There are many new speakers who fall prey to the idea if they hire a speaker coach they will be shown the tricks to the business. But it is not that easy. First you have to be a good speaker (this is why I am all for presentation skills coaching), but when it comes to getting the gigs, much of it is word of mouth. So all the things the coaches say are leaving out that you need to be good, have a topic people want to pay for, and you need a “buzz” about you in the industry.
Back to why to avoid speaker coaches and courses. I am not saying all of them are frauds. Some are good. But the question you should ask the person selling the course “How many times a year to you speak and what is your fee?”. My guess is you will not find them to be a $20k a speech speaker who speakers 100 times a year, as those people just work and enjoy their life. However, that is whom I want to get advice from.
The National Speakers Association is a great place to start. If they are doing their job, their conferences will have all the information you could ever need to get inspired to grow a business. Plus, the secret sauce to the speaking business is having real friendships with WORKING SPEAKERS….as they cannot help it….success leaves clues.
Most of these speaker coaches want over $10,000 for their course or coaching. That same amount would cover you attending the summer and winter conferences (registration, air, hotel, etc…) for the NSA for two years. There is no shortcut.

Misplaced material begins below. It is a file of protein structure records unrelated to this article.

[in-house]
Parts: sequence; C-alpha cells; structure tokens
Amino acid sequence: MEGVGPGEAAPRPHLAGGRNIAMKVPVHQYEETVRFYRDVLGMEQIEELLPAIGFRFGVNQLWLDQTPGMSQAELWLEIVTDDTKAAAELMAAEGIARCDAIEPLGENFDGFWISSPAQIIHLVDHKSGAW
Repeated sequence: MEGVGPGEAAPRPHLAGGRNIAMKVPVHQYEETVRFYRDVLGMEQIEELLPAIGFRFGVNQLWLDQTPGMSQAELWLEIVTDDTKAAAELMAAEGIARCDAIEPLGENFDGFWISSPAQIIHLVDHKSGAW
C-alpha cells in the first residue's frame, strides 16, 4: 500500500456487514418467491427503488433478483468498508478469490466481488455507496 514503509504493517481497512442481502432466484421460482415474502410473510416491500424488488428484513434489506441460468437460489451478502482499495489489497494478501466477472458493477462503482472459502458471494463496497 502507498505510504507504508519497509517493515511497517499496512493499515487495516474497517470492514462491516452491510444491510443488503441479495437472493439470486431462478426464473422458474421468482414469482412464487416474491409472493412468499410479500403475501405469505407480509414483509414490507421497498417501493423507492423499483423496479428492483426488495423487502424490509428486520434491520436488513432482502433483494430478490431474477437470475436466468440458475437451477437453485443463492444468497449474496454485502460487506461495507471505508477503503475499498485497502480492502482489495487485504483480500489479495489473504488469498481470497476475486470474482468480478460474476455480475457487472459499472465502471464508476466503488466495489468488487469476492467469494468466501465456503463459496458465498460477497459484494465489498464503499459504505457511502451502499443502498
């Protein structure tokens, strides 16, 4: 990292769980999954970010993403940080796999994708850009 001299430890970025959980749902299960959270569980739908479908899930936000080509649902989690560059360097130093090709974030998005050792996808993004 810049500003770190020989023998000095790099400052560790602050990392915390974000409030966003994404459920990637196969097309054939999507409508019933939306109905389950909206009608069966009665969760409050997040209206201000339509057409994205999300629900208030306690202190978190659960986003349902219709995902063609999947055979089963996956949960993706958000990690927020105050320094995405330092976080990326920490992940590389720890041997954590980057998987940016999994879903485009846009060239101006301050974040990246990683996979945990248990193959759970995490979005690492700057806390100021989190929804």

A young speaker asked me for advice. He was spending $900 a month for a coach. I later met his coach, who was 26 years old, had given two paid talks, and really did not understand how the business even worked. I could tell in a few minutes that his business model was to find people who dreamed of being on stage, talk to them about it, take their money, and it didn’t matter if they got results. He had all clients under age 30, and from what I could tell, he was making a lot and his clients were not doing very much.
My advice….. ask yourself, “How many speaker friends who are earning more than $150K a year from speaking fees do I have?”. If the answer is less than 10…. go make friends in the business. Once you have 10 real friends who will talk with you about the business, ask them how many started by spending a lot of money on a coach and felt it was worth it. If they have a coach they believe in and can show how it helped them, ask for an introduction to that coach.